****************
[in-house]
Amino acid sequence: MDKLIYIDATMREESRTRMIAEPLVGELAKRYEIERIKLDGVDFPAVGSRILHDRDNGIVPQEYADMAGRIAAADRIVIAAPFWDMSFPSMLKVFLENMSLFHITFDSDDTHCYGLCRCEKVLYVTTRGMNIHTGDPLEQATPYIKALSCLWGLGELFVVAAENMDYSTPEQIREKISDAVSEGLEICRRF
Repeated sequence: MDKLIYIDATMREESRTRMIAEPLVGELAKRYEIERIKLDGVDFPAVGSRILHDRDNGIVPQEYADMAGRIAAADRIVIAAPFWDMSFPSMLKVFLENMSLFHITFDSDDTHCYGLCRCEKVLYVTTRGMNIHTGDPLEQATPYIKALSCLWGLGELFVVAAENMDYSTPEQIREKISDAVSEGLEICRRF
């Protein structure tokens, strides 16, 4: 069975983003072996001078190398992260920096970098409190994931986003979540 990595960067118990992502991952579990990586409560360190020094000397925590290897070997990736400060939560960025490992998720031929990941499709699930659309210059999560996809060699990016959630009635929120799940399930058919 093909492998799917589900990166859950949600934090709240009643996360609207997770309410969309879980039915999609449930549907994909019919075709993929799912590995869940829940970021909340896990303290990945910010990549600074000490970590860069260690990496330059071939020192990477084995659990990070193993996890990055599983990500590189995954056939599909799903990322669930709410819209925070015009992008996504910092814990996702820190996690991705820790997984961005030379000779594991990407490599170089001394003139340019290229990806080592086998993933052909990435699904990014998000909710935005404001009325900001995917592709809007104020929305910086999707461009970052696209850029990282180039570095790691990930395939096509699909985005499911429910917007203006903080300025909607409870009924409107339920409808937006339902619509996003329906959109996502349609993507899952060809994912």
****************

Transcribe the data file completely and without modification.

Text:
[in-house]
Amino acid sequence: MDKLIYIDATMREESRTRMIAEPLVGELAKRYEIERIKLDGVDFPAVGSRILHDRDNGIVPQEYADMAGRIAAADRIVIAAPFWDMSFPSMLKVFLENMSLFHITFDSDDTHCYGLCRCEKVLYVTTRGMNIHTGDPLEQATPYIKALSCLWGLGELFVVAAENMDYSTPEQIREKISDAVSEGLEICRRF
Repeated sequence: MDKLIYIDATMREESRTRMIAEPLVGELAKRYEIERIKLDGVDFPAVGSRILHDRDNGIVPQEYADMAGRIAAADRIVIAAPFWDMSFPSMLKVFLENMSLFHITFDSDDTHCYGLCRCEKVLYVTTRGMNIHTGDPLEQATPYIKALSCLWGLGELFVVAAENMDYSTPEQIREKISDAVSEGLEICRRF
């Protein structure tokens, strides 16, 4: 069975983003072996001078190398992260920096970098409190994931986003979540 990595960067118990992502991952579990990586409560360190020094000397925590290897070997990736400060939560960025490992998720031929990941499709699930659309210059999560996809060699990016959630009635929120799940399930058919 093909492998799917589900990166859950949600934090709240009643996360609207997770309410969309879980039915999609449930549907994909019919075709993929799912590995869940829940970021909340896990303290990945910010990549600074000490970590860069260690990496330059071939020192990477084995659990990070193993996890990055599983990500590189995954056939599909799903990322669930709410819209925070015009992008996504910092814990996702820190996690991705820790997984961005030379000779594991990407490599170089001394003139340019290229990806080592086998993933052909990435699904990014998000909710935005404001009325900001995917592709809007104020929305910086999707461009970052696209850029990282180039570095790691990930395939096509699909985005499911429910917007203006903080300025909607409870009924409107339920409808937006339902619509996003329906959109996502349609993507899952060809994912």